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Hail Mary, full of grace

Relatively speaking, a completed hail mary in football is an uncomplicated thing. Yeah, there’s lots of guys running around hither and thither, but only two of them ever touch the ball: the quarterback, the receiver. The ball is in the air, and then it either hits the ground or nestles in the receiver’s hands. Simple.

The new most famous goal in U.S. soccer history was, in soccer terms, a hail mary. 92nd minute. Nothing happening for the Yanks. But Howard saves and makes the best outlet pass of his life to Donovan. Donovan’s first touch tempts the Algerian central defender forward just enough, so Donovan can make a pass to Altidore. Altidore squares for Dempsey. Dempsey pokes the ball at the keeper as the other defender dives at it. The ball squirms loose. And here is Donovan again. And then the ball is in the net.

X to Y to Z to Gamma to Omega. For every dot to connect just so, at that minute, with those stakes, seems beyond imagining. For once the adjective “unbelievable” isn’t hyperbole–I watched it happen, I’ve watched the clip a dozen times since, and I still have a hard time believing it happened. One goal past the 80th minute to keep the team in the tournament is amazing. Two? In back-to-back games?  … … … What?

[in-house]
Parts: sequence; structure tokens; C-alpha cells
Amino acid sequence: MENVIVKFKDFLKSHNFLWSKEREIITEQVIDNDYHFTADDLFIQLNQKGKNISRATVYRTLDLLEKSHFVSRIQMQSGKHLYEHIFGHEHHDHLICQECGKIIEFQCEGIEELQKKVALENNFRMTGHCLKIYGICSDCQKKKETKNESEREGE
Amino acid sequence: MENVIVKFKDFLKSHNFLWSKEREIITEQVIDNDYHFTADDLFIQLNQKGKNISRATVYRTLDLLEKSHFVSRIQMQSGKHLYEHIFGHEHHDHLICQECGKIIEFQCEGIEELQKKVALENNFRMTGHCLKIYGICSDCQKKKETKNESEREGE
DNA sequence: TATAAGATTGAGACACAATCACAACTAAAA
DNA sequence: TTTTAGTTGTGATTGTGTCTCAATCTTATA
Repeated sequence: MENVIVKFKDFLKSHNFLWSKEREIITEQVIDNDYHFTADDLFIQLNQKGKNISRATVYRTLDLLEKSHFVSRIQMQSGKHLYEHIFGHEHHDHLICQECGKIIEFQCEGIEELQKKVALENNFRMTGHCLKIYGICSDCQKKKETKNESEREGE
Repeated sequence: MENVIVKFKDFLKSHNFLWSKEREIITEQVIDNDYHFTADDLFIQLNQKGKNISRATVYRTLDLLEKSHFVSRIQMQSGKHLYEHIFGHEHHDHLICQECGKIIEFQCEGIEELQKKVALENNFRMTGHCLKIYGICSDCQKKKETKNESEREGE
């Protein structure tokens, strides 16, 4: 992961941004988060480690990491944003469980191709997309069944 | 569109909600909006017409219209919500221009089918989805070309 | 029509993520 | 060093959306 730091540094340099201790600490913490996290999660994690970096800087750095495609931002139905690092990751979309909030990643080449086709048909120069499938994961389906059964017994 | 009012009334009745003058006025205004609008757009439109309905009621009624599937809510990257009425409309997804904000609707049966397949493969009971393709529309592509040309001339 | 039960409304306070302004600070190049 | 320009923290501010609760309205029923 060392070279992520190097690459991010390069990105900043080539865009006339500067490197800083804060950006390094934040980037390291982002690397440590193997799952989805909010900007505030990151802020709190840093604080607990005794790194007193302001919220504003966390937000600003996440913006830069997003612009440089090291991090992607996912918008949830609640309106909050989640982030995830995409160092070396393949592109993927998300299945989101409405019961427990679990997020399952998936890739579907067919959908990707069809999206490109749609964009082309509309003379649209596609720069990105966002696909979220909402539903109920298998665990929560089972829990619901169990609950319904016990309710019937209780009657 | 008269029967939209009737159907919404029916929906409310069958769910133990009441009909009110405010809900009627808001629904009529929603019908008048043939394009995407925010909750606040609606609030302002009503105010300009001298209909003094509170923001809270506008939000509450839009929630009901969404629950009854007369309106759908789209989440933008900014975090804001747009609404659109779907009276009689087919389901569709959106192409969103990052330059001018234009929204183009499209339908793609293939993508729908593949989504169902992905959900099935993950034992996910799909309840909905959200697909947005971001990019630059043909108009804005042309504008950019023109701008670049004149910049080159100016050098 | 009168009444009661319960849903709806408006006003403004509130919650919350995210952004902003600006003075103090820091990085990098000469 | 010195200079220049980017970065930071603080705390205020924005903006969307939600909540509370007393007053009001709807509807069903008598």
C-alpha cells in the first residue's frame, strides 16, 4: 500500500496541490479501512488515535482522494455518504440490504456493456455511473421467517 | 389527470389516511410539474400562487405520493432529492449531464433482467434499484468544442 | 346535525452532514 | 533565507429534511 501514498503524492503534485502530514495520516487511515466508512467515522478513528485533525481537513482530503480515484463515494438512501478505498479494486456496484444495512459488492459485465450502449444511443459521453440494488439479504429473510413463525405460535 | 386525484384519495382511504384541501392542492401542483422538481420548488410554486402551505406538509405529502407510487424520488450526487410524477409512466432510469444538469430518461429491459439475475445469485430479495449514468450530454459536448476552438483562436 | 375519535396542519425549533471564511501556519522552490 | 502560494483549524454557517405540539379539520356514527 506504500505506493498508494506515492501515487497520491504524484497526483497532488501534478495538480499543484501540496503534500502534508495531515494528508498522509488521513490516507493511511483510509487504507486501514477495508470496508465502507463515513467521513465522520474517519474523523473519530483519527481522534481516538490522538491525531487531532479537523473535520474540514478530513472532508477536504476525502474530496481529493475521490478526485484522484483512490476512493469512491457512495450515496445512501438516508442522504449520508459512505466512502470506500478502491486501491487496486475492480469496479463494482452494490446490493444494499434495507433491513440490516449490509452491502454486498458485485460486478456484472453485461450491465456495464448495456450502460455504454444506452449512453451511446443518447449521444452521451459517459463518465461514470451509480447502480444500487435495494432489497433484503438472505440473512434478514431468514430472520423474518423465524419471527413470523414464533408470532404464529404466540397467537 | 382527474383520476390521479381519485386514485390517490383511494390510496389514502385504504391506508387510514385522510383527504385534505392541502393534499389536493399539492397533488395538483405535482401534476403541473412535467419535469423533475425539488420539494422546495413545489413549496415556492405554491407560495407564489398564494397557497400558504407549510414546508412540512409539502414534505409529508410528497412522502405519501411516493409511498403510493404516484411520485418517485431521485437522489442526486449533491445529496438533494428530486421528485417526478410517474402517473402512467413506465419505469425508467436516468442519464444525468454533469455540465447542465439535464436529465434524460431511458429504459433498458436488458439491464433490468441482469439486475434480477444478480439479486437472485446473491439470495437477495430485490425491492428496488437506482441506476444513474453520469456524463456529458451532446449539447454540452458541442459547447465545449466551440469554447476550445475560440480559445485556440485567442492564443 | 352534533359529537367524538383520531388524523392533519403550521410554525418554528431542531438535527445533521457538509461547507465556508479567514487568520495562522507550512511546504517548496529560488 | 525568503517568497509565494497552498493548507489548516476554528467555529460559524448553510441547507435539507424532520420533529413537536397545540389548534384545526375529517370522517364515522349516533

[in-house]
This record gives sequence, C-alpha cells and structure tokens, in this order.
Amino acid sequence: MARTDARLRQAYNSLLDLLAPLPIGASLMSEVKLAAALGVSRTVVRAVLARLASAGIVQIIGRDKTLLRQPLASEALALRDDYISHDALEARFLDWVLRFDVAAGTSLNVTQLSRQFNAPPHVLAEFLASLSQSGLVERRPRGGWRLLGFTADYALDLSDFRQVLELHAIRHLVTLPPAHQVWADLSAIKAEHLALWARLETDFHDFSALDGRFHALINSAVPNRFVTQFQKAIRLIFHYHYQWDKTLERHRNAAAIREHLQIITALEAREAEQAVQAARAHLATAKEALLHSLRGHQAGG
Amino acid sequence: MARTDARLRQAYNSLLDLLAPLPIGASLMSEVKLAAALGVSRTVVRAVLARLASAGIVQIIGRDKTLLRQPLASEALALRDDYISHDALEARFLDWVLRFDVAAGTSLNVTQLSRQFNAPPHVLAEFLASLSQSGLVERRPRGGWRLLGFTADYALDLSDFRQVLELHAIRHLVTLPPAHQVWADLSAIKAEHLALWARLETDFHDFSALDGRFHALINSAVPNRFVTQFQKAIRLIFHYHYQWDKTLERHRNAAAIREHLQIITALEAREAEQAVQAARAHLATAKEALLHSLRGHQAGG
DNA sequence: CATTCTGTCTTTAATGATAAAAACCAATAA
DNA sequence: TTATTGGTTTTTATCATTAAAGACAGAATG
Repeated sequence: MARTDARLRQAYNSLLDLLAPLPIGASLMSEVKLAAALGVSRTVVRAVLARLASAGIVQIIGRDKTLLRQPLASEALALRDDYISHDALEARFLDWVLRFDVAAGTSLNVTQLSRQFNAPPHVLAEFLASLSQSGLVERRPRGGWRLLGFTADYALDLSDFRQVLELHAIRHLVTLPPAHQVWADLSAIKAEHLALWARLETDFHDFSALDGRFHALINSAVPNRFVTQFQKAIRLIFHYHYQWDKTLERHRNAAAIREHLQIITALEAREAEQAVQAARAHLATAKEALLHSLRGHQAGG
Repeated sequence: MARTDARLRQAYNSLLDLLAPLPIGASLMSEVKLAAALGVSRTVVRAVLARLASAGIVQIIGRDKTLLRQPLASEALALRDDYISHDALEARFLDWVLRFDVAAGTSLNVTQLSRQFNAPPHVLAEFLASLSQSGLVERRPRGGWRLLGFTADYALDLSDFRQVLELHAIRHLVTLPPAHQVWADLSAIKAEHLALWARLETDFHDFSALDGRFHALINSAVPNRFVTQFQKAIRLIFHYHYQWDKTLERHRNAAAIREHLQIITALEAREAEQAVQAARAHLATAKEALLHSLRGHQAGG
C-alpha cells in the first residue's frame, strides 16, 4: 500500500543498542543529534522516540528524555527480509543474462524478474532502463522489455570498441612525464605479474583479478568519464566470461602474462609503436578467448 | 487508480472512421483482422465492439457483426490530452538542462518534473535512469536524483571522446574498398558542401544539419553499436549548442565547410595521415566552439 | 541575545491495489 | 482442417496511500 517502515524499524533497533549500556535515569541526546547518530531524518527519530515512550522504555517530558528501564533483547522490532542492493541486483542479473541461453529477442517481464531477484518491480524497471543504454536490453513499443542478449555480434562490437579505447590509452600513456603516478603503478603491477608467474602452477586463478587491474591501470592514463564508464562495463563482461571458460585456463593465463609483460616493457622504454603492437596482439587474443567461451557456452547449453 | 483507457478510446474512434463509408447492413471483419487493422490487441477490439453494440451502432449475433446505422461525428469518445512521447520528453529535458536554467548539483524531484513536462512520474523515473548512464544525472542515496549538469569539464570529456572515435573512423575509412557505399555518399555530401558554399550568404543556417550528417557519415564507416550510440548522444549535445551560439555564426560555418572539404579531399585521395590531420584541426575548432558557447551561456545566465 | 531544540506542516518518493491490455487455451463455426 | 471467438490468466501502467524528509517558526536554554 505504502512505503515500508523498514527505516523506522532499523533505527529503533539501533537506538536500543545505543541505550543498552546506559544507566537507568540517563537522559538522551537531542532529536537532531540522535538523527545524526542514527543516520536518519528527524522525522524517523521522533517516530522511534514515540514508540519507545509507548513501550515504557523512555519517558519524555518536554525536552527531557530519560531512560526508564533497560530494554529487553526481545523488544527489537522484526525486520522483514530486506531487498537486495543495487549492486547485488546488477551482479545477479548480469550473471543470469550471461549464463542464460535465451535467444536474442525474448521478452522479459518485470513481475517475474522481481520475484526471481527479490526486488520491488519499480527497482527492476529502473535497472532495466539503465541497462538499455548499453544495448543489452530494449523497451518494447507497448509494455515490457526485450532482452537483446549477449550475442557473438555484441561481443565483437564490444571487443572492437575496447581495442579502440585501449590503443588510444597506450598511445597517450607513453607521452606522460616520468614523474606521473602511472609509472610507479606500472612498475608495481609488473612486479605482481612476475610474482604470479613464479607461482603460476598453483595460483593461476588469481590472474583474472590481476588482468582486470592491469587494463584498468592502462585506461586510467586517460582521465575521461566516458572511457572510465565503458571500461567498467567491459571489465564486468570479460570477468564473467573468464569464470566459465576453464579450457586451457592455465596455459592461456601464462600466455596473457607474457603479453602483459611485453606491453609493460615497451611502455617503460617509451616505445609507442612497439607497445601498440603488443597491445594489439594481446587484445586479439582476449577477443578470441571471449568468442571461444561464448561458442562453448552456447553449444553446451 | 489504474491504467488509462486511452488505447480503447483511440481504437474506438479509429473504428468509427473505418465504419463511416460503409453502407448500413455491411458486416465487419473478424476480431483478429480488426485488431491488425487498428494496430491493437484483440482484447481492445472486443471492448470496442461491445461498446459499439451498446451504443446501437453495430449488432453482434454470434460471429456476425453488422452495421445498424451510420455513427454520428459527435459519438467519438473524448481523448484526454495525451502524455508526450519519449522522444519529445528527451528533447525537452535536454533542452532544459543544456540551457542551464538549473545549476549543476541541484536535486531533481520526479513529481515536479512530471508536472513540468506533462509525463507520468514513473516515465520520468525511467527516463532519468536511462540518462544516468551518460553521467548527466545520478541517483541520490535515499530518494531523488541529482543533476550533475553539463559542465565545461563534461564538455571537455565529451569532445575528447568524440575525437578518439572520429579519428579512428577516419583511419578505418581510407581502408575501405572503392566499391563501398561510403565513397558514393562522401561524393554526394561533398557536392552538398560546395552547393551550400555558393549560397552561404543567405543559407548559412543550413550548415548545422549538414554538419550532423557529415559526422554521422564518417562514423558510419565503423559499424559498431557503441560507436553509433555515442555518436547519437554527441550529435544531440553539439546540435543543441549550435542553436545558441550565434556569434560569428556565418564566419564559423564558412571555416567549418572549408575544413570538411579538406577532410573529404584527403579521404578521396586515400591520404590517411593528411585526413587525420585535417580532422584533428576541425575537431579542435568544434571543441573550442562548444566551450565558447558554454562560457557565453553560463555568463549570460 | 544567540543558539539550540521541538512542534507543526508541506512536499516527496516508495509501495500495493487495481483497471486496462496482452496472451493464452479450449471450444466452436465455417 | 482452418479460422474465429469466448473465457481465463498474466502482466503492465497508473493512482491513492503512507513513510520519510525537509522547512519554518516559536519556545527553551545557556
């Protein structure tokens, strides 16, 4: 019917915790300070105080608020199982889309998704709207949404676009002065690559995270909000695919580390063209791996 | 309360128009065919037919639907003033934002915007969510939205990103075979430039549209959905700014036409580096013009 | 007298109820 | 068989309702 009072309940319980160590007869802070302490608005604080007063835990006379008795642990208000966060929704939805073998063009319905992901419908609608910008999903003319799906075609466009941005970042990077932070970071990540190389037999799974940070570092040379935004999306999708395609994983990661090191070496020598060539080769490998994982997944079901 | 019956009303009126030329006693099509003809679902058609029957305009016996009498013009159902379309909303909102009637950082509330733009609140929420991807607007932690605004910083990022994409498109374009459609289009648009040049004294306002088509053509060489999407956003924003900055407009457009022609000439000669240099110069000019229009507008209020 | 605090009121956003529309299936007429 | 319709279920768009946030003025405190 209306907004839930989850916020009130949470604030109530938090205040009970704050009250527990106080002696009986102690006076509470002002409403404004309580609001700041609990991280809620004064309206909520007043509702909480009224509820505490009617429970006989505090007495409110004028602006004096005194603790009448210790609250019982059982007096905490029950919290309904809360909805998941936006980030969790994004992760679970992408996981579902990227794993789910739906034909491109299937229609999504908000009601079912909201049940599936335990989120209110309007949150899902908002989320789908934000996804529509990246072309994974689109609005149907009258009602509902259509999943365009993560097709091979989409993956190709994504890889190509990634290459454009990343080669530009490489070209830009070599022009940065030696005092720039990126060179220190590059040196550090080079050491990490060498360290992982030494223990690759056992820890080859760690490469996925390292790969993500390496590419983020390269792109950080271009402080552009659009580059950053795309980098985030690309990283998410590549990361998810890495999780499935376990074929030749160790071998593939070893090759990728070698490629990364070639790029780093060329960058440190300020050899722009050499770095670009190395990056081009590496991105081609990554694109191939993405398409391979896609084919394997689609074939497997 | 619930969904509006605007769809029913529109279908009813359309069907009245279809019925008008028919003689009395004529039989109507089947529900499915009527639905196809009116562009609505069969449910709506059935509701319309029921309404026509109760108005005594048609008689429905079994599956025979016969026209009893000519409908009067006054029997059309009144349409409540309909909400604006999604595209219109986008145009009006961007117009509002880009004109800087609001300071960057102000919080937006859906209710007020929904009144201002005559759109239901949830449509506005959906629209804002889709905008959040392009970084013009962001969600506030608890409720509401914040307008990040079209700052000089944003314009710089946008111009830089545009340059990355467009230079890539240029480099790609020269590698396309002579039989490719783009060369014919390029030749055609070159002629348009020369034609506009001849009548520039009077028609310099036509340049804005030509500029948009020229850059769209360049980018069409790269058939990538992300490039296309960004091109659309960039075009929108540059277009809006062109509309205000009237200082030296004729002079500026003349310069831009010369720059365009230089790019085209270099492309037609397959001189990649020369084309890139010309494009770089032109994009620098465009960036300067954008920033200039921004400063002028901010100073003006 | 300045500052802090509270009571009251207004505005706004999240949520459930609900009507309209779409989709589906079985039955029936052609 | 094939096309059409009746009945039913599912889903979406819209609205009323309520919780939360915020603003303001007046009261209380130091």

I find the phrase “something I’ll never forget” mostly empty. There’s tons of useless, meaningless things I’ll never forget. My seventh-grade locker combination. The series “Shirt Tales.” The lyrics to Genesis’s “We Can’t Dance.” To simply not forget something doesn’t mean anything. It means a lot more to say I’ll always remember that.

I will always remember today, that goal. I will remember and remember and remember and every time I’ll smile and remember how desperate we all were, how the lightning-quick-and-yet-agonizingly-slow progression from Howard to Donovan to Altidore to Dempsey to Donovan felt like the slow fall of a football tossed high on fourth down on the game’s final snap. Touchdown. Goal. Hail Mary.

Auburn content coming along later today; sorry for its absence, but it’s been so, so hard to concentrate today.

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